How do you describe internal communications?
The production and delivery of information to people within the organization, primarily employees, versus customers or media. It's usually information they need to do their jobs properly. It can be anything from emails, newsletters, meetings, learning modules, and social platforms.
What's a project you are proud of leading?
I completed the roll out of mobile ordering to all Peet’s Retail coffeebars in July of 2019. Before launching, we heard horror stories from competitors about not being prepared for the volume of orders stores would receive. These stories caused some anxiety for our coffeebar teams. Again, it was important that I created a plan to prepare and train the store teams without overwhelming them. I also made a dedicated resource page for all field leaders to access for any questions regarding mobile ordering.
The launches were smooth. The mobile order business built slowly, which was perfect for teams to adjust to the new way of receiving orders. But then, Covid hit. We were so fortunate that we rolled out mobile ordering when we did because the volume increased significantly. Having the time under our belts helped us adjust. Also, keeping the resources organized, up-to-date, and easy to find was crucial when the mobile orders began building quickly.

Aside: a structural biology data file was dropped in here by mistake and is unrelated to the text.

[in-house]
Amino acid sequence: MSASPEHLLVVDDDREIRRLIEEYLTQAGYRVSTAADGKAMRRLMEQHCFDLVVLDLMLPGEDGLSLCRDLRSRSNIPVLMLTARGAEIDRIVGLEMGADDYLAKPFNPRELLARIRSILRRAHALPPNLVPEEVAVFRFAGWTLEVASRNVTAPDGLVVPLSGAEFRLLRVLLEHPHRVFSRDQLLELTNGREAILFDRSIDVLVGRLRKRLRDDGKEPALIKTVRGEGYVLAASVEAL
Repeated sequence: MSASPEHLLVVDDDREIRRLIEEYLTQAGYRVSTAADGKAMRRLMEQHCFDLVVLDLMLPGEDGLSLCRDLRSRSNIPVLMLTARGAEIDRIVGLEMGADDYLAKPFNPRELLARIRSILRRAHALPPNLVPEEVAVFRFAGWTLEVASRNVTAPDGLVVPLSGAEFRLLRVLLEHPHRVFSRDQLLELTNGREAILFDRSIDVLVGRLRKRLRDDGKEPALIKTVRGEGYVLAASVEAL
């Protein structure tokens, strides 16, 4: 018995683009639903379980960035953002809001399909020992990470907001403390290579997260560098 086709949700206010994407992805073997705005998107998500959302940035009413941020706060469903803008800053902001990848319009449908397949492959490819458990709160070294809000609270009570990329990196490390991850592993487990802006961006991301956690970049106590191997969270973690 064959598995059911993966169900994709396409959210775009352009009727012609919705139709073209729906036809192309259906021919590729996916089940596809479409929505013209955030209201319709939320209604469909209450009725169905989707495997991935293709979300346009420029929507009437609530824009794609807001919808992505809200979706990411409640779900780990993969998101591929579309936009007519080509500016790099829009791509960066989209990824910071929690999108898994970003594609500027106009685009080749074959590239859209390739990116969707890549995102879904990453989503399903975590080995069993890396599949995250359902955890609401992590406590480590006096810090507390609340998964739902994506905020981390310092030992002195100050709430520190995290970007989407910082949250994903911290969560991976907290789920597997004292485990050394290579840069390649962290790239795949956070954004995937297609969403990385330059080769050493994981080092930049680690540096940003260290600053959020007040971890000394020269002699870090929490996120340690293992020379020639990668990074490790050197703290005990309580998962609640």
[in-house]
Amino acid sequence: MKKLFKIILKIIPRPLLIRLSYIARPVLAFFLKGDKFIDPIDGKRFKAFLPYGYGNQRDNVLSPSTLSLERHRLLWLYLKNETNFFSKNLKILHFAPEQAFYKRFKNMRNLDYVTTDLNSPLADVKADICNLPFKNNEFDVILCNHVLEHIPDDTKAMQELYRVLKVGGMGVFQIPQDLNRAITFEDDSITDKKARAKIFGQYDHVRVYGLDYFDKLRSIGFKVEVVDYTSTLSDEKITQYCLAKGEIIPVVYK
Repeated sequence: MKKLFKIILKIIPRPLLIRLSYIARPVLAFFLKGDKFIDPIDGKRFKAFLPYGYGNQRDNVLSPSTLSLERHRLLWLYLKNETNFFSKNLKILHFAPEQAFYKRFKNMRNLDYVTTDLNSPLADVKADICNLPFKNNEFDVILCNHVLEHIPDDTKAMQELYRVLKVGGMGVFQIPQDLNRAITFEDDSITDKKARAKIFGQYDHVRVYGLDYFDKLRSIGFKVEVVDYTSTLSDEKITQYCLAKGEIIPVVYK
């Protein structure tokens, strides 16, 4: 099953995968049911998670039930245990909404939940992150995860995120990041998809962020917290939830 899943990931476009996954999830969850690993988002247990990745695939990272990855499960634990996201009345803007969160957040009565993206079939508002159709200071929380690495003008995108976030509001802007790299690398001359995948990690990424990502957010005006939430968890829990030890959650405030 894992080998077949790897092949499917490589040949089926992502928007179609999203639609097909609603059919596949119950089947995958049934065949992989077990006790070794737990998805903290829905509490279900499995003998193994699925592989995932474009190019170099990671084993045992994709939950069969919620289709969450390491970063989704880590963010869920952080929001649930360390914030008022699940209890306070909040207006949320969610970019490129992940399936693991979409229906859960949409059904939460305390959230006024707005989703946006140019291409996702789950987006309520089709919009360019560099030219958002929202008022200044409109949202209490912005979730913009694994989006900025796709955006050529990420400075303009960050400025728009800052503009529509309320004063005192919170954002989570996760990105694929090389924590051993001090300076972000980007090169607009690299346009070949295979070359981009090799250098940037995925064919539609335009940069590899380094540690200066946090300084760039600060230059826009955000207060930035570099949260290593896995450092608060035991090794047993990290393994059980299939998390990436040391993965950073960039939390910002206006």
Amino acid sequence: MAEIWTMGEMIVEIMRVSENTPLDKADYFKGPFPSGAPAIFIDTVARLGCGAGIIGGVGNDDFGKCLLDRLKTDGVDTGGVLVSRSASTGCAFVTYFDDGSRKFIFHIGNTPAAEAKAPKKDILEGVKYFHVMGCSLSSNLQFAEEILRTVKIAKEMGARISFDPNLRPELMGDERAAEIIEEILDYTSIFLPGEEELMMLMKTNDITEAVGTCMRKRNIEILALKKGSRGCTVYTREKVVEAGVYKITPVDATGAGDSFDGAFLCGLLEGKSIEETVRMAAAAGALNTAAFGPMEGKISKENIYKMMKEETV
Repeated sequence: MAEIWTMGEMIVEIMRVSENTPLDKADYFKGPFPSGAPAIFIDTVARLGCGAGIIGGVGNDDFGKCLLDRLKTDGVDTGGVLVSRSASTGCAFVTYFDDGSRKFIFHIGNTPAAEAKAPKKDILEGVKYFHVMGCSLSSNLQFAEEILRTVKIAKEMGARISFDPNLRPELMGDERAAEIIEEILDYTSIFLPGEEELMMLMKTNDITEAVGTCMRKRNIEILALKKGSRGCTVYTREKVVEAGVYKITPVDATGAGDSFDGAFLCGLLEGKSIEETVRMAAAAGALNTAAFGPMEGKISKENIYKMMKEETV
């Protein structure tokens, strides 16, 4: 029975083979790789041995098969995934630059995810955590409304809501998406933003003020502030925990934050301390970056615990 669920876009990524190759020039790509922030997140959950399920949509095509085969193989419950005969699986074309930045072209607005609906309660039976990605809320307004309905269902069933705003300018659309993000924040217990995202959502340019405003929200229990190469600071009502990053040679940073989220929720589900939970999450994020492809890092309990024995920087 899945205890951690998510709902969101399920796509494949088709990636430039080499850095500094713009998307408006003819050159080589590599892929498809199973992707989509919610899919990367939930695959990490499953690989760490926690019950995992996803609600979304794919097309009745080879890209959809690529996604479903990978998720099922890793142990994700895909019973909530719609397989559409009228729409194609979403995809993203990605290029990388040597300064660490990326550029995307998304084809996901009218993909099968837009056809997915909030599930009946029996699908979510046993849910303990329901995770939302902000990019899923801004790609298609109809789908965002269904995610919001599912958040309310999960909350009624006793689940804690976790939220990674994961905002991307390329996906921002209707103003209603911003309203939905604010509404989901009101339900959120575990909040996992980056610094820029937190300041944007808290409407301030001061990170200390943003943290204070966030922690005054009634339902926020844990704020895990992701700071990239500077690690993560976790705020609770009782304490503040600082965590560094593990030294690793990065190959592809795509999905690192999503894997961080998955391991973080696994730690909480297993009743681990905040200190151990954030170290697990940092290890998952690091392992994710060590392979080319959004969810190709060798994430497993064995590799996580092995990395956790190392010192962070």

What skills are needed for an internal communications career?
For me, the number one thing is building strong relationships. As I work with many different business partners, they need to be able to trust me, and me them. I need to be approachable and feel part of the team. You also need to be flexible! I am a stickler for deadlines and have processes in place to help meet those deadlines. However, especially in retail, I understand when I need to adjust and be flexible, which is always greatly appreciated by my business partners. This also helps strengthen our relationship.
Next, understanding the audience and what's the best way to get the information to them. I am a believer in less fluff, just sharing what they need to get the job done. In this type of communication, less is more. I am also a champion of how information is visually formatted, which helps the reader understand faster! It's also the part I love doing.
How do you keep learning about the field?
LinkedIn Learning has been great. I also talk to others in similar roles, and there's so much to learn from what they are doing. Internally, focus groups are the quickest and best way I can understand what my audience wants. They have tons of great ideas, and I have a list that's quite long to work from.
Do you have advice for others who would like to pivot into the field?
I am an operator and realized I've been doing communications throughout my entire career. It's been eye-opening and exciting to make the official transition.
I think it's a knack for people to be able to communicate well. For me, it was apparent when business partners would come to me for advice on the best way to convey a message when it wasn't my role. If you like to organize your thoughts and deliver them in a creative and concise format, communications is for you! Often, people in training roles are also great in communications since they are teaching new information to an audience.